However, different microorganisms behave differently in standard environments. For example, when there are certain favorable conditions (temperature, water availability, nutrients, etc.), bacteria or fungi (including mold) multiply and proliferate. This is true in water, air and inanimate areas. However, viruses survive only for certain finite periods in such environments. They are inert outside their host and cannot multiply. Hence the need to include a solution that treats all forms of pollutants under different conditions.

The effects of indoor air contaminants on human health

Some types of indoor air pollutants have also been linked to headaches and concentration problems, as several studies have suggested that elevated CO2 levels affect people’s performance. The results showed that cognitive function would be less efficient with higher CO2 rates. This has proven that polluted indoor air affects performance and productivity.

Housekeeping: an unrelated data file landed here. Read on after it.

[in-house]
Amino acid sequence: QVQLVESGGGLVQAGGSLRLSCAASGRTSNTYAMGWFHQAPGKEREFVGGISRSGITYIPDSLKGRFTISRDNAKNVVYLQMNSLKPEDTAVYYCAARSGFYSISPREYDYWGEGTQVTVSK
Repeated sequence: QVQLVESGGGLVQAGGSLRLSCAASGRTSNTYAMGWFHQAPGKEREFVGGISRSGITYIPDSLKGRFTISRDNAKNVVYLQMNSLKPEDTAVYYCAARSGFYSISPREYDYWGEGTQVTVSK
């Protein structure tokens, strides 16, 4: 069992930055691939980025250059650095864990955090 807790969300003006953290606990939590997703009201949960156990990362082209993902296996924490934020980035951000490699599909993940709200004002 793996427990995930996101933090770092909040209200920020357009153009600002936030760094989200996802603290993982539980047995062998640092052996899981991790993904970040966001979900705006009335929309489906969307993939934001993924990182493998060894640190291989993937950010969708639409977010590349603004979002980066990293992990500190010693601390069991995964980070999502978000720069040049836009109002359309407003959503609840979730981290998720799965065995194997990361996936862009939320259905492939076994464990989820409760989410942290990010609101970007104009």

Other chemicals and contaminants (VOCs including formaldehyde) have also been suspected to affect the occupant’s concentration. In addition, they could cause more serious problems, such as irritation, allergic reactions, infections and poisoning. The American College of Allergology, Asthma and Immunology also said that 50% of all respiratory diseases are caused or aggravated by poor indoor air quality.

Recommended rates can be found in various standards, including ASHRAE 62.1 or even some WHO guidelines. These references are a valuable resource when designing any type of space, as they specify the ventilation rates required for new construction and also those needed to improve indoor air quality in existing buildings. Many of these standards also highlight the maximum levels of air pollutants (specific to each pollutant) needed to maintain an acceptable indoor air quality.

However, measuring biological contaminants is not yet an easy and affordable option for ordinary building users. Therefore, inadequate rates of indoor air pollutants are rarely detected before the onset of physical discomfort and potential health complications. Because it is difficult to control or remedy what cannot be measured, designers should use effective preventive design solutions to reduce and control indoor air pollution.

What are the challenges?